• Leveraging the food system for greater impact. The potential for climate change mitigation from agriculture looks even bigger when considering connections to the broader food system, which accounts for up to 37 percent of global emissions (including activities such as heating greenhouses, grain drying, transportation, manufacturing fertilizers, food processing, etc.). Changes within any of these activities can help reduce global emissions, but it’s also possible to think even bigger. Since 25-30 percent of food is lost or wasted—amounting to 8–10 percent of global heat-trapping emissions—reducing such waste can eliminate emissions otherwise accrued from farm to table. In addition, because different foods have different climate impacts, food procurement and dietary shifts can also help (e.g., dietary changes may reduce emissions by 0.7-8 GtCO2e per year).
  • Managing risks and increasing resilience. In addition to the actions outlined above, the report notes a need to support farmers and other food system stakeholders in managing risks that are rapidly getting worse. Fortunately, a number of the suggestions presented may bring co-benefits and contribute to other societal goals, such as sustainable development. For example, promoting seed sovereignty, facilitating livelihood diversification, and reducing land loss from urban sprawl can all reduce risk and increase resilience while benefiting impacted communities.

3. Action is needed NOW to enable change.

Given the consequences that are already being felt around the world, and the solutions at hand, there’s an urgent need for policies, programs, and other initiatives that can enable rapid change. While effective actions will differ from place to place, the report outlines many to choose from. For example, legal and regulatory mechanisms can help correct market failures, protect targeted areas, and set food and environmental standards. Land tenure reform and tools such as taxes, subsidies, and insurance can be designed to promote sustainable land management. Social and cultural norms, consumer awareness, and skill-building can also play a role. These may include farmer networks, rural advisory services, strengthened local and community collective action, early warning systems, and response plans. Vulnerable communities, including those that have been marginalized and discriminated against, are at the greatest risk and must be centered as options are deployed and prioritized.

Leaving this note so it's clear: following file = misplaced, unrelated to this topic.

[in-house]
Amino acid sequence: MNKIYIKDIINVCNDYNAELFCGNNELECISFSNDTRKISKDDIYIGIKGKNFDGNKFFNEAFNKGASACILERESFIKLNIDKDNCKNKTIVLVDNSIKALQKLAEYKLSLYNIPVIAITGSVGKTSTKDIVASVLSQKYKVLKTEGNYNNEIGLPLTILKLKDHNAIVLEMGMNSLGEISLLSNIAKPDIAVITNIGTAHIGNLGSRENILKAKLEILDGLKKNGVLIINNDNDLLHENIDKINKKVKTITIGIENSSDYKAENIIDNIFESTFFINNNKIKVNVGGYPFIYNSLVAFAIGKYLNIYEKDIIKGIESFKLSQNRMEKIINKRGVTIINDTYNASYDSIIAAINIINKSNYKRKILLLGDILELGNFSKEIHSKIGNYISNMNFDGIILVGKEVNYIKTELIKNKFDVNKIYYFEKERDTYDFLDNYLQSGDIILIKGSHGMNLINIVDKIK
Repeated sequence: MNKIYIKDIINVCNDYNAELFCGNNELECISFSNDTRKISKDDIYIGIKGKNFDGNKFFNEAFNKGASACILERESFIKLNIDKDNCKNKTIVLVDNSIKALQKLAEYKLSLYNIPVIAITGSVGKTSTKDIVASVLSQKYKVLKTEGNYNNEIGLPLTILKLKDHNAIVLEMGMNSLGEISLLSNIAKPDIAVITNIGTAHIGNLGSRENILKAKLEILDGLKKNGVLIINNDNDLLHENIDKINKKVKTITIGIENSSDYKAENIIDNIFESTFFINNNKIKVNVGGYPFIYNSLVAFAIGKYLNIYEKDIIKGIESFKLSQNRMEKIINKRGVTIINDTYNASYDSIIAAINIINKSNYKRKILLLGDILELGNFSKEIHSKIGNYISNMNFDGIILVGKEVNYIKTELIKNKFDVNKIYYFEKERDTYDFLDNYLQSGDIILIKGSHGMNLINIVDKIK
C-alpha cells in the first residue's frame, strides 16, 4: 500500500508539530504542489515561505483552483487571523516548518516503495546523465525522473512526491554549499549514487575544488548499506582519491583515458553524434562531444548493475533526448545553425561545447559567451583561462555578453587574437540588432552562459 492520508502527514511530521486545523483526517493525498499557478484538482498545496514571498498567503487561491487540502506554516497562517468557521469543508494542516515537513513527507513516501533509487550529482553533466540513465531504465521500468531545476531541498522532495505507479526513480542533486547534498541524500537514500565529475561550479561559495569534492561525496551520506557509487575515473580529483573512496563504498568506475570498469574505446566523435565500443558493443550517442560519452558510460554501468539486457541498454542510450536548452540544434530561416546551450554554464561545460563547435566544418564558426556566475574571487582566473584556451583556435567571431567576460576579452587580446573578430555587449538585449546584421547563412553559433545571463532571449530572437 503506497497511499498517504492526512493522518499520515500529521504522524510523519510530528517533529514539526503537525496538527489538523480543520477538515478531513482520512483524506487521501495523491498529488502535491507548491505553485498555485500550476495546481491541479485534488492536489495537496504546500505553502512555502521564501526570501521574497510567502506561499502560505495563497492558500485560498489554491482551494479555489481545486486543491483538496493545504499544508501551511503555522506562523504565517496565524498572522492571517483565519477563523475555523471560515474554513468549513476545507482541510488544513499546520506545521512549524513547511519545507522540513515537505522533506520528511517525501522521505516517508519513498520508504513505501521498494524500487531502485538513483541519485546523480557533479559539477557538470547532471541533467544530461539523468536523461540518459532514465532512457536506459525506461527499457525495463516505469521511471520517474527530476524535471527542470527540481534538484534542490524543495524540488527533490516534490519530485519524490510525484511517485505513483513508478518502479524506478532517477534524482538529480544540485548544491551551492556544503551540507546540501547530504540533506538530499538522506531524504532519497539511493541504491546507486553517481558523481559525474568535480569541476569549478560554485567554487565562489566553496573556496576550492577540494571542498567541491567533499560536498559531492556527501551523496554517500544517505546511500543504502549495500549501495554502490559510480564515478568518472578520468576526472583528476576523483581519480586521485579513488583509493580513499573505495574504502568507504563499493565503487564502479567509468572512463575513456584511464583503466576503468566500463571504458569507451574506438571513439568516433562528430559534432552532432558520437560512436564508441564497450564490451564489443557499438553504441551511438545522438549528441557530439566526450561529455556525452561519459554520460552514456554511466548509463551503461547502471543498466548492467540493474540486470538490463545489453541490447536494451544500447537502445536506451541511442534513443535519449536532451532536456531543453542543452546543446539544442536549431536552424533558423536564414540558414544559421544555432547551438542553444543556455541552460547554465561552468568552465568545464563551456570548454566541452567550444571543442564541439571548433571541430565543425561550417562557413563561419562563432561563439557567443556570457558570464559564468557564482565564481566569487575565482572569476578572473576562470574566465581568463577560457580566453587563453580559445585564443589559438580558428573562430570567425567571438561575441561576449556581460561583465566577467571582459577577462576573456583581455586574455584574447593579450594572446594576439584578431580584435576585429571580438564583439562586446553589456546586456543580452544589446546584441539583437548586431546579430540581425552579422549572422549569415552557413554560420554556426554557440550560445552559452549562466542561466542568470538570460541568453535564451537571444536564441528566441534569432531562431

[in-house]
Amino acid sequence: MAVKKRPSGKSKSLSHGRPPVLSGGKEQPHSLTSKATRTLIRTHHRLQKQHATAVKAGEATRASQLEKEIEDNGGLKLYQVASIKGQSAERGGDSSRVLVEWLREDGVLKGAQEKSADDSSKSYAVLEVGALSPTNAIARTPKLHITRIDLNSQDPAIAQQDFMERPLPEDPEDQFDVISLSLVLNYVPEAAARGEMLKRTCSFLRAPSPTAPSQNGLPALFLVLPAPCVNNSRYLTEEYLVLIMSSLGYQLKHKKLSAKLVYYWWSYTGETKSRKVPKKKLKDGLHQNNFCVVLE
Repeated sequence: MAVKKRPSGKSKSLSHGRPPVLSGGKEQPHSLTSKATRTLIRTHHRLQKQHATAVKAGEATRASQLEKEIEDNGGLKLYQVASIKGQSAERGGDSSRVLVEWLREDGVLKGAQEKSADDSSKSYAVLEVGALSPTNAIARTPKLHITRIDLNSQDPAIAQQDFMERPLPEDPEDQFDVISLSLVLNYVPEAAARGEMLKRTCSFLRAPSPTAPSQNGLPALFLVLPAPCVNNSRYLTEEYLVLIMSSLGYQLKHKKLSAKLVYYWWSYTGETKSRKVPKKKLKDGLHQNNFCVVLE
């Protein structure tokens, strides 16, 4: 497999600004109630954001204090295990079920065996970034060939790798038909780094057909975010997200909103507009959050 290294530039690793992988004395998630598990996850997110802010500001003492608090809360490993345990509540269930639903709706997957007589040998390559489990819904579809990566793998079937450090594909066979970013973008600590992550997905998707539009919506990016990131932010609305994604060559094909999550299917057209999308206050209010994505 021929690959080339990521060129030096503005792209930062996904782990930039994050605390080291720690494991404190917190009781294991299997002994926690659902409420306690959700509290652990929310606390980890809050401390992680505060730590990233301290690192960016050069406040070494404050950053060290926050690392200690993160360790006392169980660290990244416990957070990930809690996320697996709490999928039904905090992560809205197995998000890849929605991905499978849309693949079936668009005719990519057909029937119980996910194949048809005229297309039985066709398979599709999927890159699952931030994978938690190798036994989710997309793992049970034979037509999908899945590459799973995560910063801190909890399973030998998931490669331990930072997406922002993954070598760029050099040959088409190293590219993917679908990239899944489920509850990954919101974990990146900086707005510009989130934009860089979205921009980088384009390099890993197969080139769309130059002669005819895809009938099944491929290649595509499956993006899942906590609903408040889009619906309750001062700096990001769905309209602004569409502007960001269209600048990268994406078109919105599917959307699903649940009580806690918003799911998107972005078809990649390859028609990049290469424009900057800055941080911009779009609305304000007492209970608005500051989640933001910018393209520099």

Opportunities but urgency for farmers and food systems

The new IPCC report offers a stern warning of climate change impacts on land and the dangerous ripple effects. Yet it also outlines a path to a more desirable future that is within reach, one that includes affordable, low-risk actions at our disposal: reducing land degradation, agricultural emissions, and food loss; shifting to balanced and diversified diets; and reversing forest conversion.

Fortunately, here in the US, there’s growing momentum surrounding the healthy soil practices that are an essential step in the right direction. Such practices are catching on among farmers, and new policies and policy ideas that can help accelerate change are popping up each month. But to ensure things really take off, there’s a need for more action from Congress. And faster.